When calculating a car's acceleration, is it ok to substitute Torque?

  • Thread starter inv
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  • #1
inv
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Homework Statement:
" When calculating a car's acceleration, is it ok to substitute Torque into a= F/m "
Relevant Equations:
a= F/m

T= Fr
1. When calculating a car's acceleration, is it ok to substitute Torque into a= F/m


a= F/m
T= Fr


F= T/r


where

a= acceleration,
F= force,
m= mass,
T= Torque,
r= radius,


a= T/rm ?
 

Answers and Replies

  • #2
Lnewqban
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What type of torque are you referring to?
 
  • #3
haruspex
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What type of torque are you referring to?
I think there is only one type of torque ; do you mean, where is this torque being measured?
I would also ask where this radius is being measured.
 
  • #4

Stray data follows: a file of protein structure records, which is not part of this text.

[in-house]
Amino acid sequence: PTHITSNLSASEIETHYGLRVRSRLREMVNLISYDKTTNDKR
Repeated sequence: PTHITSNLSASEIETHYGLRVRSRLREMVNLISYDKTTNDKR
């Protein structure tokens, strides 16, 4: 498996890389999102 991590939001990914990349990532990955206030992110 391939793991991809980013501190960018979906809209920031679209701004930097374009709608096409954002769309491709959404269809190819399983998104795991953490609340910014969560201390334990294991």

I agree with @haruspex, it is tricky to say without more context. If we measure torques about some fixed coordinate system, and the car we model as a particle, then if the resultant force on the car is ##\vec{F}## we can write down ##\vec{F} = m\vec{a}## (or with magnitudes, ##F=ma##) in addition to ##\vec{\tau} = \vec{r} \times \vec{F}##. The latter also reduces to ##\tau = rF\sin{\theta}## if we take magnitudes.

Now if the angle ##\theta## between the ##\vec{r}## vector and the ##\vec{F}## vector is 90 degrees, then ##\tau = rF##, like you say. So if all these conditions are satisfied, ##\tau = rma## is I believe valid.

The condition that ##\vec{r}## always be orthogonal to ##\vec{F}## is the most restrictive one here. It means that your equation is fine for something like circular motion, but generally incorrect for most planar motion.
 

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